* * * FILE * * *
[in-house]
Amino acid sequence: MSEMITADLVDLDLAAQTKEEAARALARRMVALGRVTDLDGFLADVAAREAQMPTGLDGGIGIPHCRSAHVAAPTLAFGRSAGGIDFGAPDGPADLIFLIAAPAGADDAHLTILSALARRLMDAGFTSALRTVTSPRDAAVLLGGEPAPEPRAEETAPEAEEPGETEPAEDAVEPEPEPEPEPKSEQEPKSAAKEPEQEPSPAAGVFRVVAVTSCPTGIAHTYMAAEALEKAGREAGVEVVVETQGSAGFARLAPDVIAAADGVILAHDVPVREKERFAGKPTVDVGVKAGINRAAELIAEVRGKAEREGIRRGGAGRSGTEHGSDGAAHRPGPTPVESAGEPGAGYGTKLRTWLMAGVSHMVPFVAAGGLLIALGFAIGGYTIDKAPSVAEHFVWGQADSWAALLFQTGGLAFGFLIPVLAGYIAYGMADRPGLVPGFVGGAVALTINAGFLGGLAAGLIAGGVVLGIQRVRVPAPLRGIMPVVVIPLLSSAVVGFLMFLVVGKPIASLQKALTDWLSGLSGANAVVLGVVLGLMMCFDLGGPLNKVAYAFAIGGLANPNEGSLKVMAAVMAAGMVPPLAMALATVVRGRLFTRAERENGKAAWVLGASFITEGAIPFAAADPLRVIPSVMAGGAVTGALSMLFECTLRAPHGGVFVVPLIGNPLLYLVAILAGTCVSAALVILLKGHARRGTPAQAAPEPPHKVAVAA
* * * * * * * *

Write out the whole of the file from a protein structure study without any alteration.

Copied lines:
[in-house]
Amino acid sequence: MSEMITADLVDLDLAAQTKEEAARALARRMVALGRVTDLDGFLADVAAREAQMPTGLDGGIGIPHCRSAHVAAPTLAFGRSAGGIDFGAPDGPADLIFLIAAPAGADDAHLTILSALARRLMDAGFTSALRTVTSPRDAAVLLGGEPAPEPRAEETAPEAEEPGETEPAEDAVEPEPEPEPEPKSEQEPKSAAKEPEQEPSPAAGVFRVVAVTSCPTGIAHTYMAAEALEKAGREAGVEVVVETQGSAGFARLAPDVIAAADGVILAHDVPVREKERFAGKPTVDVGVKAGINRAAELIAEVRGKAEREGIRRGGAGRSGTEHGSDGAAHRPGPTPVESAGEPGAGYGTKLRTWLMAGVSHMVPFVAAGGLLIALGFAIGGYTIDKAPSVAEHFVWGQADSWAALLFQTGGLAFGFLIPVLAGYIAYGMADRPGLVPGFVGGAVALTINAGFLGGLAAGLIAGGVVLGIQRVRVPAPLRGIMPVVVIPLLSSAVVGFLMFLVVGKPIASLQKALTDWLSGLSGANAVVLGVVLGLMMCFDLGGPLNKVAYAFAIGGLANPNEGSLKVMAAVMAAGMVPPLAMALATVVRGRLFTRAERENGKAAWVLGASFITEGAIPFAAADPLRVIPSVMAGGAVTGALSMLFECTLRAPHGGVFVVPLIGNPLLYLVAILAGTCVSAALVILLKGHARRGTPAQAAPEPPHKVAVAA